How to Make Potstickers Not Stick to the Pan

The golden brown exterior of potstickers develops during cooking.
The golden brown exterior of potstickers develops during cooking. (Image: Jupiterimages/Photos.com/Getty Images)

According to legend, when a harried cook served a batch of burned dumplings, potstickers were born. The crispy exterior on the dumplings so pleased the diners that the idea stuck, and potstickers remain a popular Chinese appetizer today. The name for potstickers is not entirely accurate. The dumplings should slightly adhere to the bottom of the pot to create a crispy crust; but if the dumplings dry out too much, the wrapper will stick to the pan and rip apart the dumpling when moved. The trick to keeping potstickers from sticking to the pan is to use steam power generated from adding liquid to the hot pan.

Things You'll Need

  • Nonstick pan with lid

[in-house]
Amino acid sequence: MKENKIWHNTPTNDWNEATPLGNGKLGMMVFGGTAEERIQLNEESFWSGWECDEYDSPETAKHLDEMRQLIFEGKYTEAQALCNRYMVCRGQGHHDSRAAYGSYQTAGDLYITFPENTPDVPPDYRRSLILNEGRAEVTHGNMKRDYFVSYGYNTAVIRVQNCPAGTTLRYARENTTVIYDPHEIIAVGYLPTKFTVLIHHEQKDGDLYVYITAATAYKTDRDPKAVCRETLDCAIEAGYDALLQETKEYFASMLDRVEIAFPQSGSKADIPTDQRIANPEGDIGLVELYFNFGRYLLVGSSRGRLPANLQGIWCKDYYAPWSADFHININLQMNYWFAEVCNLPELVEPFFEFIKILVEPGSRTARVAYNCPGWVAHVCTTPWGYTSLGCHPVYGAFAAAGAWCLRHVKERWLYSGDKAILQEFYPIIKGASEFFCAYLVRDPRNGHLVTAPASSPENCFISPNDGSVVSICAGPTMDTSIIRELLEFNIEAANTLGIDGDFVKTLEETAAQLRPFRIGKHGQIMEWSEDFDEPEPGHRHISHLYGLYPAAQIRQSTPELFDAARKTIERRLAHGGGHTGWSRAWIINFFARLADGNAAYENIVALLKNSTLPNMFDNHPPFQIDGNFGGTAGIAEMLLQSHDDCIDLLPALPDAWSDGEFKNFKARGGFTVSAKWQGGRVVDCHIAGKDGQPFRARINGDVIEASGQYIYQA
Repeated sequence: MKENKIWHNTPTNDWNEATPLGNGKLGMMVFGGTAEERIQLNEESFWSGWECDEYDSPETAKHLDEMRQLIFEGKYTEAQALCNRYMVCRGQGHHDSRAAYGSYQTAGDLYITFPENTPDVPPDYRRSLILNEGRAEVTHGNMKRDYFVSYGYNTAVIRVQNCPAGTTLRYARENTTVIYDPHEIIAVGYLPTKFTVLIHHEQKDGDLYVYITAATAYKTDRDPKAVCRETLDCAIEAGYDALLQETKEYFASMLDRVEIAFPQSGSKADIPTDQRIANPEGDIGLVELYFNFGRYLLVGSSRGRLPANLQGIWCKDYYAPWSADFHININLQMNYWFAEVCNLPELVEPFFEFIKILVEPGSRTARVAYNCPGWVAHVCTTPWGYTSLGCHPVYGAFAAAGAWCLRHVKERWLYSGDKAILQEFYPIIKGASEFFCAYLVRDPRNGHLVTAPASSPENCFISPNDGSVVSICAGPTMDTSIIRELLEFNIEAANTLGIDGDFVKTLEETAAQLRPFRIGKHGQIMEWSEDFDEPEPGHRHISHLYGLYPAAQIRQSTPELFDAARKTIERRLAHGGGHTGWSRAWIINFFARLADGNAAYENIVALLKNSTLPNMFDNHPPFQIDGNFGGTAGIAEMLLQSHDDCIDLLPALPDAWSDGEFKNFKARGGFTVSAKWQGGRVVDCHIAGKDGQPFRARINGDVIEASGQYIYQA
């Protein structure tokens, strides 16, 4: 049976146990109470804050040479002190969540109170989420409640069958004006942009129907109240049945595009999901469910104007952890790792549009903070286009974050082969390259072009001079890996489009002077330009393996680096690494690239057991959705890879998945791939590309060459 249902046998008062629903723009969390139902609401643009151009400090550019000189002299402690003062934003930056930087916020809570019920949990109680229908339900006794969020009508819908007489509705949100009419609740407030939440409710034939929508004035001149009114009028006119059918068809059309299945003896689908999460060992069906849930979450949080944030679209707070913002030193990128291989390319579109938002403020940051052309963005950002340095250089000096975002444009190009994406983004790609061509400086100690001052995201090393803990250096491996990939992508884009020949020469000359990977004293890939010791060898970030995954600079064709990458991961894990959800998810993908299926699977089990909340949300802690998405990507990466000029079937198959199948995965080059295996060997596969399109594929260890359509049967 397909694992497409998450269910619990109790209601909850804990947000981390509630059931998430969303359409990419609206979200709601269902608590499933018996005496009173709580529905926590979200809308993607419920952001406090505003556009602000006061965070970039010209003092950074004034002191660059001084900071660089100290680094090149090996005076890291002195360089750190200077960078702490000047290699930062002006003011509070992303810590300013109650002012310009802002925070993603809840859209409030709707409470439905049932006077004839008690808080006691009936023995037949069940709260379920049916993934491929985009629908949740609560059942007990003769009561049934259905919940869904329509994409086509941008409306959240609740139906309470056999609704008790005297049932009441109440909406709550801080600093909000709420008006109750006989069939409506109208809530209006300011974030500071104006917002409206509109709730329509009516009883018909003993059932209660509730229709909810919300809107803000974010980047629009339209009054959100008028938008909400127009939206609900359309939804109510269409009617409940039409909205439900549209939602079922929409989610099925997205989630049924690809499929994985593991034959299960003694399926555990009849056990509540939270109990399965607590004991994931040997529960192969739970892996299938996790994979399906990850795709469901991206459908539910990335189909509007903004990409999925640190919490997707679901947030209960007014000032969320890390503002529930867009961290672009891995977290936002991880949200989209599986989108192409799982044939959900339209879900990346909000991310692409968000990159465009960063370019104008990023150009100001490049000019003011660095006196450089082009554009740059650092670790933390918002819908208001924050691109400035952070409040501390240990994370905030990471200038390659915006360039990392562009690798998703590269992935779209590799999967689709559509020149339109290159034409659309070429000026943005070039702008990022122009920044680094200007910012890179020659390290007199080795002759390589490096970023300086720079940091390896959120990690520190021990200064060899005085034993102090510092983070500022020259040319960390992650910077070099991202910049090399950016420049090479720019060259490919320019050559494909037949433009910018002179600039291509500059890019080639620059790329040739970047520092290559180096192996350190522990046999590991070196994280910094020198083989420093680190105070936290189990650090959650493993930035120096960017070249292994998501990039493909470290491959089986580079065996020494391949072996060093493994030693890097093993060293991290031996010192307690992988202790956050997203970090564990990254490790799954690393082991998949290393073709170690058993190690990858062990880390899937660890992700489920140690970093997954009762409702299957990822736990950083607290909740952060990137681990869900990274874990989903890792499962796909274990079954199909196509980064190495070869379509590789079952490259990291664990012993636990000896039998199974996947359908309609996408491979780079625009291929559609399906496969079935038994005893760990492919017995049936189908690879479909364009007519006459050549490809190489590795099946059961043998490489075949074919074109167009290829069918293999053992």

• 1 tbsp. vegetable oil
  • 1/2-cup chicken broth or water

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Heat 1 tbsp. of vegetable oil in a nonstick pan over medium-high heat. Swirl the pan to coat the bottom with oil.

Place the potstickers on their smooth sides in a single layer in the pan.

Cook the potstickers in place for 60 to 90 seconds or until they're brown on the bottom. Do not move the potstickers during this time.

Pour a 1/2-cup of chicken broth or water over the potstickers and immediately cover the pan to create steam to loosen the potstickers from the pan.

Cook the potstickers, covered, for three minutes or until the liquid has been absorbed.

References

  • "The Everything Chinese Cookbook: From Wonton Soup to Sweet and Sour Chicken -- 300 Succulent Recipes from The Far East"; Rhonda Lauret Parkinson; 2003
  • "Sweet Potatoes Cooking School Presents Wicked Good Food"; Matthew D. Williams; 2010
  • "Martin Yan Quick and Easy"; Martin Yan; 2004
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